Piles are also known as hemorrhoids. These symptoms are primarily caused by swollen and inflamed veins and tissues. It consists of swollen, inflamed tissues with enlarged capillaries near or inside the bottom of the anal canal. Piles come in many sizes and can be found within and beyond the anus. Individuals typically begin experiencing piles symptoms by the age of 45 to 50.
The condition is most common in adults between the ages of 45 and 65 and includes two types of piles:
- Located above the opening of the anus, these piles are denoted as internal piles
- The external piles of an anus generally comprise the areas outside and close to the sting.
It is common for a person to experience internal piles of both types. Generally, piles are caused by digestive disorders such as chronic diarrhea, chronic constipation, overweight, heavy lifting, pregnancy, and increased abdominal pressure.
Symptoms of piles
In many cases, there are no symptoms associated with piles. As a result, many people are unaware that they need piles treatment. Symptoms do not always present themselves and are sometimes not serious. Symptoms and signs of piles vary depending on the type of hemorrhoid.
There are several symptoms associated with piles, including the following:
- Easily infected
- Swelling around the anus
- A discharge of mucous from the anus
- Anal itchiness or irritation
- Lumps around the anus
- Bloody stool leakage
- Anemia is caused by excessive bleeding.
- Bright red bleeding from the anus
- Painful swelling around the anus
- Discomfort and pain during bowel movements
In general, these are the symptoms associated with piles, although the severity varies from person to person. The patient may be able to overcome the condition on their own after a couple of days without the need for medical treatment. However, patients with piles are advised to change their lifestyles and maintain proper hygiene and health. Occasionally, doctors may recommend surgery for piles treatment.
Severity of piles
Piles can be classified into four grades as outlined below:
- Grade I: Inflammation is present in small areas, usually inside the anus lining, and is typically not visible to the naked eye.
- Grade II: These piles are larger than those of grade I and remain within the anus. They may be pushed out with stools, but they will eventually return on their own.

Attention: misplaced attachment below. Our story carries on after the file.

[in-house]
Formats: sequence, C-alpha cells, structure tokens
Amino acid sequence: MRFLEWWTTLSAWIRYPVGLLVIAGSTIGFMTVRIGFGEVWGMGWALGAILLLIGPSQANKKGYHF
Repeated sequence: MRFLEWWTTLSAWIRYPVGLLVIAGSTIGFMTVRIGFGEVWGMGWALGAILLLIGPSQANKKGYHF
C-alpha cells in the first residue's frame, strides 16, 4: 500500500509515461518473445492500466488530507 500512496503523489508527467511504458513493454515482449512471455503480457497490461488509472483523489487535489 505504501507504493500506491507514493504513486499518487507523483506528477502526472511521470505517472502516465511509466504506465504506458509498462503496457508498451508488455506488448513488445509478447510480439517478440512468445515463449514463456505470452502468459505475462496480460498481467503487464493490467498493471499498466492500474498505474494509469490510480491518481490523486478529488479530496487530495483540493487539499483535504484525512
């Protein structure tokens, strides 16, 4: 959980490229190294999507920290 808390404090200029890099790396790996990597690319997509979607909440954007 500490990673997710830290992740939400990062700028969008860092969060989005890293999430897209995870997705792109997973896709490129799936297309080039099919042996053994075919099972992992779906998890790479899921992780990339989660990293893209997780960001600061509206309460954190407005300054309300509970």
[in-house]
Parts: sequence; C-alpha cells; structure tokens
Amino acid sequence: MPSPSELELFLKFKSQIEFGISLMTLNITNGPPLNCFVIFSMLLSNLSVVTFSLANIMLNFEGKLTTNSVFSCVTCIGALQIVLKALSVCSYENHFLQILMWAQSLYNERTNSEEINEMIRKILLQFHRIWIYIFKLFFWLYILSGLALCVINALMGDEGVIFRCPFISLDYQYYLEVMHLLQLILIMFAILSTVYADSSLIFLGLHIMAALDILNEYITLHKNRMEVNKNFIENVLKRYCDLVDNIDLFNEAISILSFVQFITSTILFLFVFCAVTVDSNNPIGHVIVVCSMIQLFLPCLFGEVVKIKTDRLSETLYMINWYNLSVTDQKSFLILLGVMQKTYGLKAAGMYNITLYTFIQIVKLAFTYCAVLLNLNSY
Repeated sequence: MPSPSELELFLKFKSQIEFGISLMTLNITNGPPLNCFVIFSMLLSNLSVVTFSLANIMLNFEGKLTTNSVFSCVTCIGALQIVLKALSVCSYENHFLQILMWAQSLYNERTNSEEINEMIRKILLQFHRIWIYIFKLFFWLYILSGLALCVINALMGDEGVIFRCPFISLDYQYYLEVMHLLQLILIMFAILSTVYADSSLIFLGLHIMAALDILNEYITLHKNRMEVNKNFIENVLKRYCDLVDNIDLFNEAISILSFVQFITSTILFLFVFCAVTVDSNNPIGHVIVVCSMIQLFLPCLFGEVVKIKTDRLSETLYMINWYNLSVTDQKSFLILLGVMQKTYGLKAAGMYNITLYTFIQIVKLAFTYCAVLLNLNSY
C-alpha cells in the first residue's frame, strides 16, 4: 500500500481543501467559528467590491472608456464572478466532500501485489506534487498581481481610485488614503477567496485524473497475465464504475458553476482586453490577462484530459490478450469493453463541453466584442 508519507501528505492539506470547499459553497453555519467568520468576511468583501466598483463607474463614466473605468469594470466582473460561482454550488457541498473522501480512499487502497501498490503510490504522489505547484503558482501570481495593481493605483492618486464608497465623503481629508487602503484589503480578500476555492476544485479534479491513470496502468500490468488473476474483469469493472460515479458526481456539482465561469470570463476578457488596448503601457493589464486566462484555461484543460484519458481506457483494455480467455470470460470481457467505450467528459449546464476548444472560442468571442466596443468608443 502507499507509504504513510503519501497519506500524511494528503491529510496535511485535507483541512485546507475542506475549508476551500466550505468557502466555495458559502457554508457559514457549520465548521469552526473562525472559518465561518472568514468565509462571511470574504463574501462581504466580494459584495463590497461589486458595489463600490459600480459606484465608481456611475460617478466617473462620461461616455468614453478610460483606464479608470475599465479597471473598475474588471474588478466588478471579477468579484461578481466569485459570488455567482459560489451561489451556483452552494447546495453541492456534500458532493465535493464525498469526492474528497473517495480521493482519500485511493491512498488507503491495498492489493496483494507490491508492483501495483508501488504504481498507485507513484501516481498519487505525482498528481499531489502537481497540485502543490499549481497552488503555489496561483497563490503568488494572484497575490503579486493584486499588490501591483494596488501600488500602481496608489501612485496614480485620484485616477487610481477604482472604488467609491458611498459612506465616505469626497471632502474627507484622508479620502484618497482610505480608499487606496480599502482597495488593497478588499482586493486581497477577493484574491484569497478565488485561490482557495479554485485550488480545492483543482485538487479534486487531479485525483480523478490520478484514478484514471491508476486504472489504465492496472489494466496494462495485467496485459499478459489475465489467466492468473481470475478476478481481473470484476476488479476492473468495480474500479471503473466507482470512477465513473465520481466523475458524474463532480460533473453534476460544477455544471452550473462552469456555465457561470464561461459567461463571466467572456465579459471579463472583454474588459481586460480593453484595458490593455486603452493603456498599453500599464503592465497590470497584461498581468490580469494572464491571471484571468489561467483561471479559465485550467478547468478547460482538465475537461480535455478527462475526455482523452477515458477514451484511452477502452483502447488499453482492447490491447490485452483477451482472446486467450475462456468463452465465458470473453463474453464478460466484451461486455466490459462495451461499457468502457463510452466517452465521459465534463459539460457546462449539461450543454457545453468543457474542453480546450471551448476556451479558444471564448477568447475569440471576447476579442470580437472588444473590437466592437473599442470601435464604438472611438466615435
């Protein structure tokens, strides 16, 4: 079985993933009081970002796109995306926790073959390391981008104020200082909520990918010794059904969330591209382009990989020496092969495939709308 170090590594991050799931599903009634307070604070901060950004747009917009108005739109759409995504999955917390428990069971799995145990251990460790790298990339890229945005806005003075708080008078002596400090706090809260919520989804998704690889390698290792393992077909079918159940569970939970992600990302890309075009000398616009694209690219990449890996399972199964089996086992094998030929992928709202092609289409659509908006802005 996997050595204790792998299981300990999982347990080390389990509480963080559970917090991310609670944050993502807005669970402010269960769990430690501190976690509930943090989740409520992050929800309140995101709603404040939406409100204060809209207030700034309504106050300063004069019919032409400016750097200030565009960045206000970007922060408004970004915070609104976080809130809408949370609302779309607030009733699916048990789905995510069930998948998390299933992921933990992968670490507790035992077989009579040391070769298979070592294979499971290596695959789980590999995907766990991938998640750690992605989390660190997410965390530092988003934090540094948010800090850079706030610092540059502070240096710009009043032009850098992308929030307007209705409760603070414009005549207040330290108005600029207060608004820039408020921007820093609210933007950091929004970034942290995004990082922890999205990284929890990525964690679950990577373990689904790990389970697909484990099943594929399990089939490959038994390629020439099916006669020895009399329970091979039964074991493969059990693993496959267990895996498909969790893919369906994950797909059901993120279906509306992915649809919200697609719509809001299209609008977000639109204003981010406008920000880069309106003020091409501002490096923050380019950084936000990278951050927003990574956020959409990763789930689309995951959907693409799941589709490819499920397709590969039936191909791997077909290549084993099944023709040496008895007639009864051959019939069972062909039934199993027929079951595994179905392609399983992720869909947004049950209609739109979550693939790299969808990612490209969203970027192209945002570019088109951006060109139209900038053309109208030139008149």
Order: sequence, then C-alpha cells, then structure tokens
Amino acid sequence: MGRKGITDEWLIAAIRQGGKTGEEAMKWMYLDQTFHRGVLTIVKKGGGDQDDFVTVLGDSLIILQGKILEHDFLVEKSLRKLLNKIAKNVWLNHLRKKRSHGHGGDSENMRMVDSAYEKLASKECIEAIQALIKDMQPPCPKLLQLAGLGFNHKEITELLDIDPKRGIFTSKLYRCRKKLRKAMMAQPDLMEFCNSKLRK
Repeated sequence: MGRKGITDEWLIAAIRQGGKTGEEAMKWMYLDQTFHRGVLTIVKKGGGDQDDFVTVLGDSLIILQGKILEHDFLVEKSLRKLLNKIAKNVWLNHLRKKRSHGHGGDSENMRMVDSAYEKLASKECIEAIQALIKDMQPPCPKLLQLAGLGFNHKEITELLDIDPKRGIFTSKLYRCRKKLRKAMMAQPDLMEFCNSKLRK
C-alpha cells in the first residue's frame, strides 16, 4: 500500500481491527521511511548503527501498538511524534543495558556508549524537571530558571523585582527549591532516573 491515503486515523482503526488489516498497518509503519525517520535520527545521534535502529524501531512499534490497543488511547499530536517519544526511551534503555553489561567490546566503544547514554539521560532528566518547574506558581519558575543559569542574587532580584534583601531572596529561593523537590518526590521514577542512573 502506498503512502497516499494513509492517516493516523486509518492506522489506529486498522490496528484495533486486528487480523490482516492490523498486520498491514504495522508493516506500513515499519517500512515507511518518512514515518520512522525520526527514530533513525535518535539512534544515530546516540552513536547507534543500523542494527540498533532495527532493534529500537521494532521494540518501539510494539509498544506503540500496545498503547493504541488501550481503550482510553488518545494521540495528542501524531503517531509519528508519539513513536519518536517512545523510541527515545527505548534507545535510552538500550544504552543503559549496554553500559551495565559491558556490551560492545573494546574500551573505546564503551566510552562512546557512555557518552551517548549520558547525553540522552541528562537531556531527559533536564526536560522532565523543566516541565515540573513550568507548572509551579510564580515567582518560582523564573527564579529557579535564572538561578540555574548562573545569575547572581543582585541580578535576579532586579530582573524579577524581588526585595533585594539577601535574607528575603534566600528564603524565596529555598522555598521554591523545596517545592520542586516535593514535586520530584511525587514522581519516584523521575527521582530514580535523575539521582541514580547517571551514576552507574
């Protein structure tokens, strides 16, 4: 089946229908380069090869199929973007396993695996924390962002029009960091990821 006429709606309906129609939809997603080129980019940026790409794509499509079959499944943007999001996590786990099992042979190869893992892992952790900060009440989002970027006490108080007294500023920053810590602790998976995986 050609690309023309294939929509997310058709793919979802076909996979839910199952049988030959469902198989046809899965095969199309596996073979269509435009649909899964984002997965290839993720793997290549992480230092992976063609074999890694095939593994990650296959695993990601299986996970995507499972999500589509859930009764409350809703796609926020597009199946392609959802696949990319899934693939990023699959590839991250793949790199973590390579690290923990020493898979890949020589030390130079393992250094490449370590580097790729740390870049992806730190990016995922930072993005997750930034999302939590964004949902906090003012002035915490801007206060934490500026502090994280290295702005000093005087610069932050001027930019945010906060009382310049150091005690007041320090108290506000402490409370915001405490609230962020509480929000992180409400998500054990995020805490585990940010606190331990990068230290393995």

- Grade III: These hemorrhoids sometimes appear outside the anus and are also known as prolapsed hemorrhoids. They may feel as though they are hanging from the rectum. However, can be easily reinserted.
- Grade IV: These cannot be reinserted due to their large size; therefore, treatment is required.
Causes of piles
There is an increase in pressure in the lower rectum that causes piles. As a result of the stretching of the blood vessels, swells or bulges may form within the anus and the rectum. It may be caused by:
- Constipation that has become chronic
- Lifting heavy loads
- Straining when passing stools
- Chronic diarrhea
It is important to note that piles are also inherited and tend to increase as one ages.
Treatment for piles
As part of internal piles treatment, a doctor may administer certain tests, such as a rectal exam using a proctoscope. The doctor can view the anal canal in greater detail using this equipment. In addition, obtaining a small tissue sample from inside the rectum for laboratory evaluation is possible.
In addition, a colonoscopy may be recommended by the doctor. Surgical intervention might be necessary if the patient with piles exhibits signs and symptoms of another digestive system condition. A colonoscopy will be recommended for patients at risk for colorectal cancer or to rule it out.
Typically, most piles will resolve themselves without the need for piles treatment. Some treatments, however, can provide significant relief from the itching and discomfort caused by piles.
Changes in lifestyle
Initially, a doctor will recommend lifestyle changes to alleviate piles. The primary cause of piles is the straining that occurs during bowel movements. Constipation is often associated with excessive straining. Altering your diet suddenly may help you maintain regular and soft stools. You can achieve this by eating various fiber-rich foods, such as fruits and vegetables, or by eating cereals with bran predominantly in the morning.
The doctor can also advise the piles patient to increase their water intake. You can reduce piles symptoms by exercising regularly and avoiding straining while passing stools. Among the best treatments for piles is regular exercise.
The recommended diet for Piles patients
- The single most important thing to do to prevent or delay flare-ups of piles is to consume sufficient fiber
- Whole grains, such as legumes, are rich in nutrients.
- Broccoli and other cruciferous vegetables
- Vegetables with roots
- Bell peppers
Piles are an extremely uncomfortable and painful condition. Piles treatment is primarily surgery and is typically administered to patients with grade IV piles. Up to grade III, patients can treat their condition by themselves.